Alaska Blog 5 – Kennecott & McCarthy

Monday, 27 July 2009

I’m in Alaska travelling with an LPTV film crew making a program for the forthcoming Roads Less Travelled series with National Geographic. After starting out in Anchorage I’ve been by train to Whittier, crossed Prince William Sound and taken the McCarthy Road up to the old ghost town of McCarthy. From there I ventured out on to the Root Glacier to try ice climbing (and ice biking, that’s another story) and camped out on the glacial ice.

Kennicott mine buildingThere’s some spelling confusion here because the glacier and the river is the Kennicott, but the Kennecott mining company managed to misspell the name, so their town is Kennecott. The gigantic timber mine building still stands, towering over the town and a visible landmark from way up on the glacier.

The mine closed down in 1938 and one story insists that the door was slammed shut in a real hurry, the mineworkers were told it was all over and they had two hours to grab their belongings, shut up shop and grab the last train out. In fact the final three mines were closed in September, but the last train out didn’t depart until November.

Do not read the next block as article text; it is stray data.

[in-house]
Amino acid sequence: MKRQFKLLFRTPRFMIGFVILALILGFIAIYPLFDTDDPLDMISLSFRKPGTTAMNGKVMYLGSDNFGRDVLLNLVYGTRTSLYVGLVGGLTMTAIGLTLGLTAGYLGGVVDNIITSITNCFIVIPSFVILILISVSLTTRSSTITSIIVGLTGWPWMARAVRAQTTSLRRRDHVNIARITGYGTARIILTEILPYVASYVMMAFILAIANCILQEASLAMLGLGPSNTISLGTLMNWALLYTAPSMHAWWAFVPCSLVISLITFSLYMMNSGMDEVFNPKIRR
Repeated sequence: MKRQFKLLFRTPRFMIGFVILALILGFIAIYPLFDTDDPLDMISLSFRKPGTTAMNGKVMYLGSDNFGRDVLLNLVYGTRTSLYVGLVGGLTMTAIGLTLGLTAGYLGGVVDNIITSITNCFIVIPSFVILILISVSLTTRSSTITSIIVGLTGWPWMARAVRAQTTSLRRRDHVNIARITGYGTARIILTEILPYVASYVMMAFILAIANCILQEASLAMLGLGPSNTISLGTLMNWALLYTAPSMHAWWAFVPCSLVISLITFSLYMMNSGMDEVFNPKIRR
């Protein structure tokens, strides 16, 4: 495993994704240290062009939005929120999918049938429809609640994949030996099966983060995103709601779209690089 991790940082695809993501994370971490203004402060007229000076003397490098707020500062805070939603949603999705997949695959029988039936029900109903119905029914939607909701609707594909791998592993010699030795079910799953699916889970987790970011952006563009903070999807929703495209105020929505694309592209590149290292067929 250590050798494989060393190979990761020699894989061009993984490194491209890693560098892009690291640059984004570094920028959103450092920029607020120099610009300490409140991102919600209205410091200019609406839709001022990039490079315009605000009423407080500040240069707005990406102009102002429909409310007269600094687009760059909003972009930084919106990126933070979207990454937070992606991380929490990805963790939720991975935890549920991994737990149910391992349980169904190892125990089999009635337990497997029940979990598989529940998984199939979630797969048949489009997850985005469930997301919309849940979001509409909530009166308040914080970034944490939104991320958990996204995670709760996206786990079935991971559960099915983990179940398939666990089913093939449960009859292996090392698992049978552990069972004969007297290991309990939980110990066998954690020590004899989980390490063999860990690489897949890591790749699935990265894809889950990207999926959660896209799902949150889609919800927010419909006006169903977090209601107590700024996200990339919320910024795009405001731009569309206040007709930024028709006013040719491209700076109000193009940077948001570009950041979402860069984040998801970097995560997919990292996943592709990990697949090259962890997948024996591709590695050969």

◄  The 27-story-high wooden Kennecott Mine Building




Gilahina Trestle
The disused wooden Gilahina Trestle beside the McCarthy Road

The McCarthy Road follows the course of the old railway up to Kennecott, it opened in 1911 and closed with the mine in 1938. In 1974 it was finally converted into a road, but it was clearly quite a construction. The Gilahina Trestle, a wonky wooden construction beside the road at Gilahina River is one of the finest pieces of crumbling railway infrastructure.

Golden Saloon in McCarthy
The Golden Saloon bar in the main street of McCarthy

McCarthy Bluegrass & childFive miles downhill from Kennecott is McCarthy, the bar and brothel for Kennecott, which was a strait-laced company town. Like Kennecott it became a ghost town after the mine closure, but today it’s also bouncing back. Neil Darish is the town’s live wire, he’s rebuilt Ma Johnson’s Hotel and runs a host of other McCarthy enterprises including the Golden Saloon where local bluegrass band Whistle Pig is performing on our last night in town. It feels like half the town is up dancing including a year-and-a-half old girl who hits the floor and jigs around like there’s no tomorrow.

◄  McCarthy residents hit the floor to Whistle Pig

Now it’s back to Anchorage and on to Nome